Subcontractors provide flexibility and specialized skills that make them valuable resources for construction firms. When they aren’t managed properly, however, subs can negatively impact your bottom line and bring risks to the jobsite. Here’s how you can effectively manage, schedule and retain your subcontractors to optimize their value and minimize your risk.
Vet your subs.
It’s important to check out your subcontractors so you will know their abilities, limitations and reputations. Ask about previous projects and take steps to verify the accuracy of their answers. Confirm that the sub is licensed and insured and look into any potential previous workers’ compensation claims. When screening, you will want to pay special attention to key issues, including safety records, previous work and supervisory experience, legal history, business management and the sub’s process on (and off) the jobsite. If you plan to use subs from a previous project, take some time to vet them again, and make sure they don’t have expired insurance or negative changes in safety records.
Clearly explain your expectations.
Make sure your subs know what you want and expect on your jobsite. Since subs can leave you exposed to both legal and operational issues, it’s best to use written contracts to enforce accountability. These should include language relating to each party’s authority and responsibilities, definitions of services, acceptance-of-work processes and quality standards, all relevant terms and conditions and detail of deliverables. If you aren’t sure what to put in your contract, seek counsel from a legal expert with experience representing parties in the construction industry.
Make a solid plan.
Work with your subs to create a clear plan for the jobsite. During your conversation, you should discuss safety talks, material deliveries, workflow planning and any other key issues that might impact a sub’s work. Create a project plan, which is then backed up by a reasonable schedule. Include clear milestones so you can account for progress. Consider using supplemental schedules for larger construction projects, so you can keep all dependencies visible. Signed work authorizations can also help you keep tabs on where and when a sub works on any given day. They can also help ensure previous work has been completed to the specifications.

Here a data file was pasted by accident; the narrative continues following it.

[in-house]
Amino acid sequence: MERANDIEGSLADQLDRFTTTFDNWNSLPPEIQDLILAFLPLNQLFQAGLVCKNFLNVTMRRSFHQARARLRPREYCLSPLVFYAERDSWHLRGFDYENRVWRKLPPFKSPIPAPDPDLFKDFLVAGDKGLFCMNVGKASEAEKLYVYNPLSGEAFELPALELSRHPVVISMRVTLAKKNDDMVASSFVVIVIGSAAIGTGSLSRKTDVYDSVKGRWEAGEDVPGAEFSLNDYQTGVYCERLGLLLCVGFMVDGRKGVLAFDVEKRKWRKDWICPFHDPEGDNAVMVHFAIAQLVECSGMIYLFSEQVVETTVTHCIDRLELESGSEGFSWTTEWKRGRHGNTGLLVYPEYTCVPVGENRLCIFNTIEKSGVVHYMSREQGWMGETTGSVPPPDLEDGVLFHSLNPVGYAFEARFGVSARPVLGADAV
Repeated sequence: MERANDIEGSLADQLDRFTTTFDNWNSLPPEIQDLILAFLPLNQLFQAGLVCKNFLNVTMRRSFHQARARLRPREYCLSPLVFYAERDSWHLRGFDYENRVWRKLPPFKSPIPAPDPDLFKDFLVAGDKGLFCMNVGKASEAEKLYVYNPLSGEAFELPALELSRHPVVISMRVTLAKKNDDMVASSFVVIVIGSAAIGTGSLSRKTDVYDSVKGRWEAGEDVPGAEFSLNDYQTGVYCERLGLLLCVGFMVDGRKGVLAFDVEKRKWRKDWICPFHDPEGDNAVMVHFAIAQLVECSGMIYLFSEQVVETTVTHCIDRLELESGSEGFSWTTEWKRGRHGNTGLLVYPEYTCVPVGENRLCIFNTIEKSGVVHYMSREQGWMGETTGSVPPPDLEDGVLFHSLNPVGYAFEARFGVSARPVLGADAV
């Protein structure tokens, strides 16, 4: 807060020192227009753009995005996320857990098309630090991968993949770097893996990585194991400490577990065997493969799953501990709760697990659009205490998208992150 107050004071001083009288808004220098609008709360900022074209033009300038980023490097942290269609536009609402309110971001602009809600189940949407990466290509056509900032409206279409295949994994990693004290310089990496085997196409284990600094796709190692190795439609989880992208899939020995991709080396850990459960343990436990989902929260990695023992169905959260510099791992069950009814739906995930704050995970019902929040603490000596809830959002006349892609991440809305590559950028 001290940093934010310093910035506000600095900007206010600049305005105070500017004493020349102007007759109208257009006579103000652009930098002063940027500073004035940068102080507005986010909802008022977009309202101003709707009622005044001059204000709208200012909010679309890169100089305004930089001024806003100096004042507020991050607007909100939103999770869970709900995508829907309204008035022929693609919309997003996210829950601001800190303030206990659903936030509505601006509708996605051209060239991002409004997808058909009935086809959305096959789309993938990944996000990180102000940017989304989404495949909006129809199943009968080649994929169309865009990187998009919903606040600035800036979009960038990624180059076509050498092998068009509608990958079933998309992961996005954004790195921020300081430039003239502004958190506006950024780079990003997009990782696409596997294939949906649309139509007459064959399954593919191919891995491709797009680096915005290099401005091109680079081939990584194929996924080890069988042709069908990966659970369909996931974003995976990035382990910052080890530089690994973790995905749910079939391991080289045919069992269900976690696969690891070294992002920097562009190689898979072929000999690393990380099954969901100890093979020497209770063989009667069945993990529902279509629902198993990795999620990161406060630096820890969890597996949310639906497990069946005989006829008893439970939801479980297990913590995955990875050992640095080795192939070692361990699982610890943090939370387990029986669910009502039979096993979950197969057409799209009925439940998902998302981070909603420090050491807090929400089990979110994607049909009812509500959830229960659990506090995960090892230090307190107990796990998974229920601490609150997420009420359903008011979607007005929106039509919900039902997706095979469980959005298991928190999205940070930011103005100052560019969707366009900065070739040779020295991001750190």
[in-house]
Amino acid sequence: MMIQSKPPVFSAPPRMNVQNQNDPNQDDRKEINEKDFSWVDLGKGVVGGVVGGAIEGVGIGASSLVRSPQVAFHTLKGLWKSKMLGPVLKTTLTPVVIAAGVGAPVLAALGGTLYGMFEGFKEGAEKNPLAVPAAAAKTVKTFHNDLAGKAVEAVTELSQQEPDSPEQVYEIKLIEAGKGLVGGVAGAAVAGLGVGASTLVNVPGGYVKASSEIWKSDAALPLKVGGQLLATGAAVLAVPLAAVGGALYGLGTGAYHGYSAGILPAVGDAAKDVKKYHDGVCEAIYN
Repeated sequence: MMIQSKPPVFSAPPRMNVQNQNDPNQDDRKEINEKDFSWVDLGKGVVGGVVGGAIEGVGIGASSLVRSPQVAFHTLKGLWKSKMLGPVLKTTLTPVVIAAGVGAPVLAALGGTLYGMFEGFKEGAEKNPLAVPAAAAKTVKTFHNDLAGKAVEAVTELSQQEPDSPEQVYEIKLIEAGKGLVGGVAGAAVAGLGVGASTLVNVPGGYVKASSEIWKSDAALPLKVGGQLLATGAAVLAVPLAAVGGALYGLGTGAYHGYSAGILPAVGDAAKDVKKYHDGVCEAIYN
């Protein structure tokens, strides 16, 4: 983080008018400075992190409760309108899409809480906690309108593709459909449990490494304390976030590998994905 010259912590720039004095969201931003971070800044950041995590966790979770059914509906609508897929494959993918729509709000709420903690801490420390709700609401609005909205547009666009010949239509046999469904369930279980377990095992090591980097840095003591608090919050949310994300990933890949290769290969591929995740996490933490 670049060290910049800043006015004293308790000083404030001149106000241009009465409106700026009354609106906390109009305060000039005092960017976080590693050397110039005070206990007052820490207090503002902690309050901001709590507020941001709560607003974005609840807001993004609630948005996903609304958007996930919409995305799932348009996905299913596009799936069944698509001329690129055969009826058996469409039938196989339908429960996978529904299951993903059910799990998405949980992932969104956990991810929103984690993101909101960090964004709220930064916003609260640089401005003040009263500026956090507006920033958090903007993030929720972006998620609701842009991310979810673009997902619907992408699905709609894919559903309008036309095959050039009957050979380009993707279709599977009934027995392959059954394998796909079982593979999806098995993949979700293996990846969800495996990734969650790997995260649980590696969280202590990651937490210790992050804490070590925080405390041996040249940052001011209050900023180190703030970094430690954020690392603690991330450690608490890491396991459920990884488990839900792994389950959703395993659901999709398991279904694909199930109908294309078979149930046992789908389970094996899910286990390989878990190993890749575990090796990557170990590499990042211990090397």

Provide a single point of contact for every sub so he or she will know where to go with problems and requests. Schedule frequent meetings to review completed and upcoming work, while keeping the focus on the interdependency needed for the entire project. Establish a formal reporting structure, which includes milestones achieved, an estimate of time remaining, accounting of costs billed, descriptions of any problems and a list of any unplanned time or work spent. If any problems arise, deal with them immediately, and put explanations in writing with specific instructions on what the sub must do to get back on schedule.
Pay on time, every time.
With the skilled labor shortage, it’s important to maintain rock-solid relationships with quality subcontractors. Always be sure to pay your subs on time, even if the client has yet to pay. A typical contract will usually specify partial payment at 30 and 60 days into a given project, depending on its length. Carefully review the hours the sub reports and make yourself available to help with problems and answer questions. This is essential for instilling loyalty among subs who have demonstrated a high quality of work and trust.
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